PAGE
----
Many long waited features were planned for Java 9 in 2016 - better support for huge heaps, G1 - a different default garbage collector, better native code integration and a self-tuning JVM. Release of Java 9 was rescheduled several times and changed finally to be available on September 21, 2017.
In this post:
- Migration plan for Java 9
- What's new in Java 9
Update May 2018 - Java 10 was released in March 2018 with several interesting features like - local variable type inference. You can read more here:
If you want to play with jshell - the interactive java console - you can check here:
If you are in the java ecosystem then you are asking yourself should I upgrade to Java 9 since the official support for non commercial users should end soon. This means that you and your users will not receive important and security updates once the official support for Java 8 is finished. For the commercial users the support for java 8 is planned up to 2025.
You can check this information on this page:
Oracle Lifetime Support Policy on page 13 :
The information on the image is for oracle customers. For non oracle customers situation is described here:
Migration plan for Java 9
From all the above you can consider moving to Java 9 or at least to start preparation. If Java 9 is released as per schedule on 2018 September then you have roughly 7 months to prepare your transition.
You can be sure that the official support for Java 8 will not be stopped before the Java 9 is released. If you are maintaining applications then ensure compatibility with Java 9. Another option is to ask your customers to subscribe for commercial license if they don't want to switch to Java 9 when Java 8 reaches end-of-life.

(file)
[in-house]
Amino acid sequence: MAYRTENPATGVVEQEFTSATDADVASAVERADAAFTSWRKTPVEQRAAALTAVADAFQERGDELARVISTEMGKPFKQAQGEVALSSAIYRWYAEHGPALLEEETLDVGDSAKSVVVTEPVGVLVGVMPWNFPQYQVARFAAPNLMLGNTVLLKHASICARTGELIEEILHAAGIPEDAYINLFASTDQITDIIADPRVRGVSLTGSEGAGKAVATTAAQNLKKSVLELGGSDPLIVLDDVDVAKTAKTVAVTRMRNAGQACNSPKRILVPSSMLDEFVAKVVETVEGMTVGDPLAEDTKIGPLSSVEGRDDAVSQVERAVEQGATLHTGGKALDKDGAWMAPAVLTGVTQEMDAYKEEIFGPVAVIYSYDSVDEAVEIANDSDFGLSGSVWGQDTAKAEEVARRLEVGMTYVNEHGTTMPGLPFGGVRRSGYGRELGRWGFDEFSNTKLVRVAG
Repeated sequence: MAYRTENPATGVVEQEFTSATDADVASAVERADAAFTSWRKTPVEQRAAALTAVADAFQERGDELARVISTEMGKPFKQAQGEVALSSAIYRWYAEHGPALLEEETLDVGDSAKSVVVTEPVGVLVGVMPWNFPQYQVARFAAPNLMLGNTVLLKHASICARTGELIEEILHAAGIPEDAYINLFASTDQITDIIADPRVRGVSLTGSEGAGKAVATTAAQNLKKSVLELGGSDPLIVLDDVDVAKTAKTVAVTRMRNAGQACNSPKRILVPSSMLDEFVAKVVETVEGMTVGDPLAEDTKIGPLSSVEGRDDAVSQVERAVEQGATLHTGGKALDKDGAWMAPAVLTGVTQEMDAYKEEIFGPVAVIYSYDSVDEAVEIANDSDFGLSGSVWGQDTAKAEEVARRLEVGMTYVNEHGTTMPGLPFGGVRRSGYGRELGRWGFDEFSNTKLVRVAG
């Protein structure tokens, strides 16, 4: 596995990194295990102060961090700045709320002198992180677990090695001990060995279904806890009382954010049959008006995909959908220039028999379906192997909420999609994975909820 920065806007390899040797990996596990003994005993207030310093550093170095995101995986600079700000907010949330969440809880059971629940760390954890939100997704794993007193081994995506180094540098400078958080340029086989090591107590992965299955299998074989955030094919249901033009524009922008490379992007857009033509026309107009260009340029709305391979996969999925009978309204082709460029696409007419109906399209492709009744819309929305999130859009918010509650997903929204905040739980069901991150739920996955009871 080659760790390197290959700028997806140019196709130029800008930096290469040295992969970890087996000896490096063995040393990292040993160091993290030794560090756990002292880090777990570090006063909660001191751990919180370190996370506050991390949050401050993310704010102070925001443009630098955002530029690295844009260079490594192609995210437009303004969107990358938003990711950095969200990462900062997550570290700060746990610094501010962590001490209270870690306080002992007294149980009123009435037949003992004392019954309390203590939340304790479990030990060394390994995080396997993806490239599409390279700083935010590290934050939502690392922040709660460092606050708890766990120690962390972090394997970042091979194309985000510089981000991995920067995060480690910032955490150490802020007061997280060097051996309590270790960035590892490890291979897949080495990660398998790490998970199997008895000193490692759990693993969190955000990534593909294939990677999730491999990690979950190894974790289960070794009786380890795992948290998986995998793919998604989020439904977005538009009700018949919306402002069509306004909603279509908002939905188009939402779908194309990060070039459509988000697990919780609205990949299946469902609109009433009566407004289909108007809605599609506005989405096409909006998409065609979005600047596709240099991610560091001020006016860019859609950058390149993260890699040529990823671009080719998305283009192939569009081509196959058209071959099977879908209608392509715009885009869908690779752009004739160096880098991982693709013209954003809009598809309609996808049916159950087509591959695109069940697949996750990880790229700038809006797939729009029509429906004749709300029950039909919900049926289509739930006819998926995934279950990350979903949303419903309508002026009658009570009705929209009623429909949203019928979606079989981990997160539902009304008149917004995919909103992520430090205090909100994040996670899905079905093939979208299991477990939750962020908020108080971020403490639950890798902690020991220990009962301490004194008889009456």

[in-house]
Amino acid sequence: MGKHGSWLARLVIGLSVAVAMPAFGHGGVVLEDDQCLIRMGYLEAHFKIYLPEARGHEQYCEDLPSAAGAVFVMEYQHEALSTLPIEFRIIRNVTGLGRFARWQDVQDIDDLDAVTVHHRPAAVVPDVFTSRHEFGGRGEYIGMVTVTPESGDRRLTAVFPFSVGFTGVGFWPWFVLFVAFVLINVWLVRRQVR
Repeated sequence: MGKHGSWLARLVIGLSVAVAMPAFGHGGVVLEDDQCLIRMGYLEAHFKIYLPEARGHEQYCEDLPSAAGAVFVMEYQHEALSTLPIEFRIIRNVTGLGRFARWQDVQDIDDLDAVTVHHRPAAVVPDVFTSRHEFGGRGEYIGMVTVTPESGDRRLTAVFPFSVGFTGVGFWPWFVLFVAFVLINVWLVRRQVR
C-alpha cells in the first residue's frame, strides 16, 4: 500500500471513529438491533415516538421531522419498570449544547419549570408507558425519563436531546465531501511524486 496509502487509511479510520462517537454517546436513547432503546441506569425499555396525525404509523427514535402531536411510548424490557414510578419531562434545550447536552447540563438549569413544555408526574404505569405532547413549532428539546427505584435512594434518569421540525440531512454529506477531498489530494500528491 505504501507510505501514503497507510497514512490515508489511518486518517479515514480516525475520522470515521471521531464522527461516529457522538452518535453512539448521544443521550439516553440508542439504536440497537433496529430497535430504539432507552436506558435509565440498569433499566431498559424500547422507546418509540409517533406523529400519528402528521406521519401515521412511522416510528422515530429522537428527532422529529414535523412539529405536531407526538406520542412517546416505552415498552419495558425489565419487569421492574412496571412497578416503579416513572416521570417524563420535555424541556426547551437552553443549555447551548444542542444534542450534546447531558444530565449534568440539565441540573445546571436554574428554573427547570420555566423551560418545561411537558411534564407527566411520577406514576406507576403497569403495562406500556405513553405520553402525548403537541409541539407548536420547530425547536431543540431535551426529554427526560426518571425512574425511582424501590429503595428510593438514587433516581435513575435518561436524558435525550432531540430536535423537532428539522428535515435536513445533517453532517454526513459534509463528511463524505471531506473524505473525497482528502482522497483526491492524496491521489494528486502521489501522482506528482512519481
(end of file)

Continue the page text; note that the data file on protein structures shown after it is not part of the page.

A change in the schedule for Java 9 release will cause an extension of Java 8's support, for sure. If you have an incompatibility or other issues with upgrade, then your customers need to update the application before switching.
What's new in Java 9
Many changes are planned for Java for this year. One of this changes is time-based release. Oracle decided to switch to a Long Term Support (LTS) model. Some JDK versions will be considered as LTS releases, which means that they will be supported for three years. About the rest releases (intermediate) will be named as feature releases and it'll be supported only for six months. The start of the process starts with JDK 8 which is classified as LTS release (next LTS is JDK 11, planned for 2018). This means that an overlap for updates between releases could not happened anymore.
Java is known with three core features: Security, Stability and 0 cost. Now the picture could be change, or at least the way you should deal with migrations between the new release. The change is that now that these 3 java properties could end with java 8 the way we know them. If you need to have stability and security, it could cost you money. If you want security and zero cost with next java version you may not have access to all security updates. The same apply for the last couple stability and 0 cost since you will need to go for new versions earlier.
Of course the things can be change in next several months so it's better to be informed and ready when the time for new version of Java come. Have in mind that Java 9 comes with new features that could be very important for your applications:
- jshell - Shell, a read-eval-print loop (REPL) , executing code could be a lot easier in java 9
- Modularity - new module system called Java Platform Module System (JPMS)
- HTTP 2.0 Client Full Support
- new default garbage collector - G1
- Microbenchmarks - new ways for performance tuning.